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The Day Before the Revolution

3.82 of 5 stars 3.82  ·  rating details  ·  105 ratings  ·  7 reviews
This Nebula and Locus Award winner focuses on the bittersweet ruminations of an old woman who began a social movement in her youth, and the culmination of her life as a public figure on the day before the Revolution begins. Nebula Award Winner, Locus Poll Award Winner, Hugo Award Nominee
ebook, 20 pages
Published 2007 by Zabalaza Books (first published August 1974)
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The Dispossessed by Ursula K. Le GuinAnarchism and Other Essays by Emma GoldmanChomsky On Anarchism by Noam ChomskyV for Vendetta by Alan MooreHomage to Catalonia by George Orwell
Anarchist books
32nd out of 216 books — 153 voters
The Day Before the Revolution by Ursula K. Le GuinLove is the Plan the Plan is Death by James Tiptree Jr.When it Changed by Joanna RussJeffty Is Five by Harlan EllisonThe Paper Menagerie by Ken Liu
Nebula Award: Best Short Story
1st out of 36 books — 4 voters

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Community Reviews

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This story relies pretty heavily on The Dispossessed, which I haven't read.

It's enjoyable without reading the other, but since I was busy trying to figure out the background story, I feel like I didn't get the chance to fully appreciate it.

One of the ideas that I liked most from it is that Odo has become detached from the the workings of the revolution, just like she's become detached from the workings of her body.

It's interested me enough that I'm going to try to read The Dispossessed then come
Jan 07, 2008 Brimate rated it 4 of 5 stars
Recommends it for: readers of The Dispossessed, dreamers, anarchists
This is a good short story based on a character who lived generations before The Dispossessed takes place. It's really cool because although it's a short story, it has this connection to many layers of the story in The Dispossessed, so there's sort of an automatic connection to the character in "The Day Before the Revolution." It's good.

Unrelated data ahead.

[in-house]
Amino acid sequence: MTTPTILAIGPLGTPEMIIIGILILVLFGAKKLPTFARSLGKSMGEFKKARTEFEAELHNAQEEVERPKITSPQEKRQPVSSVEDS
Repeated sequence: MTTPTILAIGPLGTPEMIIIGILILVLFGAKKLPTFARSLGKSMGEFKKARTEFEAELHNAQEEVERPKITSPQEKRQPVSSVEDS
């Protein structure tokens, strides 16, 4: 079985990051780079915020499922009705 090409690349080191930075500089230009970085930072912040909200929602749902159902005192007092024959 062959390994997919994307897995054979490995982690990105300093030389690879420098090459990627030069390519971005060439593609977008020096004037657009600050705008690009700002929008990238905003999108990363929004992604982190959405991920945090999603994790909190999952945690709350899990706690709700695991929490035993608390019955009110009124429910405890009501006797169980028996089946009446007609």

An interesting experiment would be for someone to read the short story before the book, rather than vice-versa.
James Welfare
Short, always enjoy Ursula K LeGuin and this was enjoyable. I look forward to the dispossessed, which this piece is apparently a prelude to.
A very interesting look at "the life after the revolution." Children who grew up in the new world, and had no concrete idea of the struggle that created the society they now lived in.

Well written, and also containing meditations on age, loss, and love.

I like that the Hain canon begins with a story about a woman, and one who set the events in motion without herself or the other characters knowing it.
Chance Gardener

Excellent! Too short, however it strikes immediately to the point. I instantly fell in love with Odo. No need to read the dispossessed, this short story stands alone, however Ursula's worlds and especially moon deserve to be explored and should be mandatory reading
Margaret Killjoy
This story is what provided me my working definition of what an anarchist is: "An anarchist is one who, given the choice, chooses responsibility"
Though i sometimes get the exact wording that Ursula uses wrong.
I need to read the disposessed first.
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As of 2013, Ursula K. Le Guin has published twenty-two novels, eleven volumes of short stories, four collections of essays, twelve books for children, six volumes of poetry and four of translation, and has received many awards: Hugo, Nebula, National Book Award, PEN-Malamud, etc. Her recent publications include the novel Lavinia, an essay collection, Cheek by Jowl, and The Wild Girls. Forthcoming ...more
More about Ursula K. Le Guin...
A Wizard of Earthsea (Earthsea Cycle, #1) The Tombs of Atuan (Earthsea Cycle, #2) The Farthest Shore (Earthsea Cycle, #3) The Left Hand of Darkness (Hainish Cycle, #4) The Dispossessed (Hainish Cycle, #5)

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